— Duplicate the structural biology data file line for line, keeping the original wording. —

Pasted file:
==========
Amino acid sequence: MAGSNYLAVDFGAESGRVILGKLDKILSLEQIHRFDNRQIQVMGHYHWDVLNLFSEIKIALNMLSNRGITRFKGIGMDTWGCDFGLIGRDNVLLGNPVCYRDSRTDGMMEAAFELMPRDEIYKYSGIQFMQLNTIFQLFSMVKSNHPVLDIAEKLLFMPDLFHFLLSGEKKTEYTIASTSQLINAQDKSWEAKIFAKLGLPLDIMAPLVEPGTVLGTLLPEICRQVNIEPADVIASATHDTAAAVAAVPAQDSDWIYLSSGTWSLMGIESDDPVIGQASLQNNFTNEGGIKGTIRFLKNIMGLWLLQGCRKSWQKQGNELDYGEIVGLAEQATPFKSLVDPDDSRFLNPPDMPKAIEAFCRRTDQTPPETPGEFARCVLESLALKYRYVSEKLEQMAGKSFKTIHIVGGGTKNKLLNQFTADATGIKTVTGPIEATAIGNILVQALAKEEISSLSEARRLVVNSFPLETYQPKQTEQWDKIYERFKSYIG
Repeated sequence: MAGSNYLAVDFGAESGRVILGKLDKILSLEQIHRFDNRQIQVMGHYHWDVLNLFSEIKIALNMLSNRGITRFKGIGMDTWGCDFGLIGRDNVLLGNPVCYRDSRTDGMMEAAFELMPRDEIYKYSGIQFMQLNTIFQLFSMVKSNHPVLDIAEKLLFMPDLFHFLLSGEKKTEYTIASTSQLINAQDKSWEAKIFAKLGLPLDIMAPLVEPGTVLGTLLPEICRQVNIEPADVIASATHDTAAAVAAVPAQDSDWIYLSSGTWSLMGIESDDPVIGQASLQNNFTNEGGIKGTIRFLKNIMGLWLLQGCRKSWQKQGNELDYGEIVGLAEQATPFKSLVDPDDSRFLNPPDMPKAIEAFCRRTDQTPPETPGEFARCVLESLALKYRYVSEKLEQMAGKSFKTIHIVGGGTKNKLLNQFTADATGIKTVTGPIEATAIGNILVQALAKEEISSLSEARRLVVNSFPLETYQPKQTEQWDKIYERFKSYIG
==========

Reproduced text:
Amino acid sequence: MAGSNYLAVDFGAESGRVILGKLDKILSLEQIHRFDNRQIQVMGHYHWDVLNLFSEIKIALNMLSNRGITRFKGIGMDTWGCDFGLIGRDNVLLGNPVCYRDSRTDGMMEAAFELMPRDEIYKYSGIQFMQLNTIFQLFSMVKSNHPVLDIAEKLLFMPDLFHFLLSGEKKTEYTIASTSQLINAQDKSWEAKIFAKLGLPLDIMAPLVEPGTVLGTLLPEICRQVNIEPADVIASATHDTAAAVAAVPAQDSDWIYLSSGTWSLMGIESDDPVIGQASLQNNFTNEGGIKGTIRFLKNIMGLWLLQGCRKSWQKQGNELDYGEIVGLAEQATPFKSLVDPDDSRFLNPPDMPKAIEAFCRRTDQTPPETPGEFARCVLESLALKYRYVSEKLEQMAGKSFKTIHIVGGGTKNKLLNQFTADATGIKTVTGPIEATAIGNILVQALAKEEISSLSEARRLVVNSFPLETYQPKQTEQWDKIYERFKSYIG
Repeated sequence: MAGSNYLAVDFGAESGRVILGKLDKILSLEQIHRFDNRQIQVMGHYHWDVLNLFSEIKIALNMLSNRGITRFKGIGMDTWGCDFGLIGRDNVLLGNPVCYRDSRTDGMMEAAFELMPRDEIYKYSGIQFMQLNTIFQLFSMVKSNHPVLDIAEKLLFMPDLFHFLLSGEKKTEYTIASTSQLINAQDKSWEAKIFAKLGLPLDIMAPLVEPGTVLGTLLPEICRQVNIEPADVIASATHDTAAAVAAVPAQDSDWIYLSSGTWSLMGIESDDPVIGQASLQNNFTNEGGIKGTIRFLKNIMGLWLLQGCRKSWQKQGNELDYGEIVGLAEQATPFKSLVDPDDSRFLNPPDMPKAIEAFCRRTDQTPPETPGEFARCVLESLALKYRYVSEKLEQMAGKSFKTIHIVGGGTKNKLLNQFTADATGIKTVTGPIEATAIGNILVQALAKEEISSLSEARRLVVNSFPLETYQPKQTEQWDKIYERFKSYIG